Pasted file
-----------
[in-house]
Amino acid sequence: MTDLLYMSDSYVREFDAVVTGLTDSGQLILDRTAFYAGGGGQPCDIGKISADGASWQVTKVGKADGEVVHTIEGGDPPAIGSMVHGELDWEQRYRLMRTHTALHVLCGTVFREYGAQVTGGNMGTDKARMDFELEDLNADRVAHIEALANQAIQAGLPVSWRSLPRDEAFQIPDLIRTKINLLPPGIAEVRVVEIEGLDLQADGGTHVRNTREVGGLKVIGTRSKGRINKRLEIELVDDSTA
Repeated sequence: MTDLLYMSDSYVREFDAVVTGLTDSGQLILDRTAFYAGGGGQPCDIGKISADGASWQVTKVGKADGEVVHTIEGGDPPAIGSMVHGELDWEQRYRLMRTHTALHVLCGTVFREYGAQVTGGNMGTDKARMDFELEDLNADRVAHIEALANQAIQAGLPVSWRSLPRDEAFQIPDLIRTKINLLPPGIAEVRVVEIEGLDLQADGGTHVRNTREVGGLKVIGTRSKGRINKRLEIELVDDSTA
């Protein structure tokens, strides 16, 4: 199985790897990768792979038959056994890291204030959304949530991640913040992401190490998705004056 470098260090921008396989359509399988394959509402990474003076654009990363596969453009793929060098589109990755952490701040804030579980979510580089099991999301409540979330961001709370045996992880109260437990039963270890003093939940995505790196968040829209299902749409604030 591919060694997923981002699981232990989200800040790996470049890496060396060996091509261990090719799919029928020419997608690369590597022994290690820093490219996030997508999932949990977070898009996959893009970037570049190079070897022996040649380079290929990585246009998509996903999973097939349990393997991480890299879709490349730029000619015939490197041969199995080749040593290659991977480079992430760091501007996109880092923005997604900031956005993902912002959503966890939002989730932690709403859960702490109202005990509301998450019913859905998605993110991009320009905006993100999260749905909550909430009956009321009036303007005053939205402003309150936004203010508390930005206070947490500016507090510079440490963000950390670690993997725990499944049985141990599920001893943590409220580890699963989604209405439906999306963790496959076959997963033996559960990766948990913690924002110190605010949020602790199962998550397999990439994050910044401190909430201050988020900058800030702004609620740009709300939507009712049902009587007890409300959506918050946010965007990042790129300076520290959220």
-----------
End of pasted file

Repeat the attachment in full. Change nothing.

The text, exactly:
[in-house]
Amino acid sequence: MTDLLYMSDSYVREFDAVVTGLTDSGQLILDRTAFYAGGGGQPCDIGKISADGASWQVTKVGKADGEVVHTIEGGDPPAIGSMVHGELDWEQRYRLMRTHTALHVLCGTVFREYGAQVTGGNMGTDKARMDFELEDLNADRVAHIEALANQAIQAGLPVSWRSLPRDEAFQIPDLIRTKINLLPPGIAEVRVVEIEGLDLQADGGTHVRNTREVGGLKVIGTRSKGRINKRLEIELVDDSTA
Repeated sequence: MTDLLYMSDSYVREFDAVVTGLTDSGQLILDRTAFYAGGGGQPCDIGKISADGASWQVTKVGKADGEVVHTIEGGDPPAIGSMVHGELDWEQRYRLMRTHTALHVLCGTVFREYGAQVTGGNMGTDKARMDFELEDLNADRVAHIEALANQAIQAGLPVSWRSLPRDEAFQIPDLIRTKINLLPPGIAEVRVVEIEGLDLQADGGTHVRNTREVGGLKVIGTRSKGRINKRLEIELVDDSTA
């Protein structure tokens, strides 16, 4: 199985790897990768792979038959056994890291204030959304949530991640913040992401190490998705004056 470098260090921008396989359509399988394959509402990474003076654009990363596969453009793929060098589109990755952490701040804030579980979510580089099991999301409540979330961001709370045996992880109260437990039963270890003093939940995505790196968040829209299902749409604030 591919060694997923981002699981232990989200800040790996470049890496060396060996091509261990090719799919029928020419997608690369590597022994290690820093490219996030997508999932949990977070898009996959893009970037570049190079070897022996040649380079290929990585246009998509996903999973097939349990393997991480890299879709490349730029000619015939490197041969199995080749040593290659991977480079992430760091501007996109880092923005997604900031956005993902912002959503966890939002989730932690709403859960702490109202005990509301998450019913859905998605993110991009320009905006993100999260749905909550909430009956009321009036303007005053939205402003309150936004203010508390930005206070947490500016507090510079440490963000950390670690993997725990499944049985141990599920001893943590409220580890699963989604209405439906999306963790496959076959997963033996559960990766948990913690924002110190605010949020602790199962998550397999990439994050910044401190909430201050988020900058800030702004609620740009709300939507009712049902009587007890409300959506918050946010965007990042790129300076520290959220």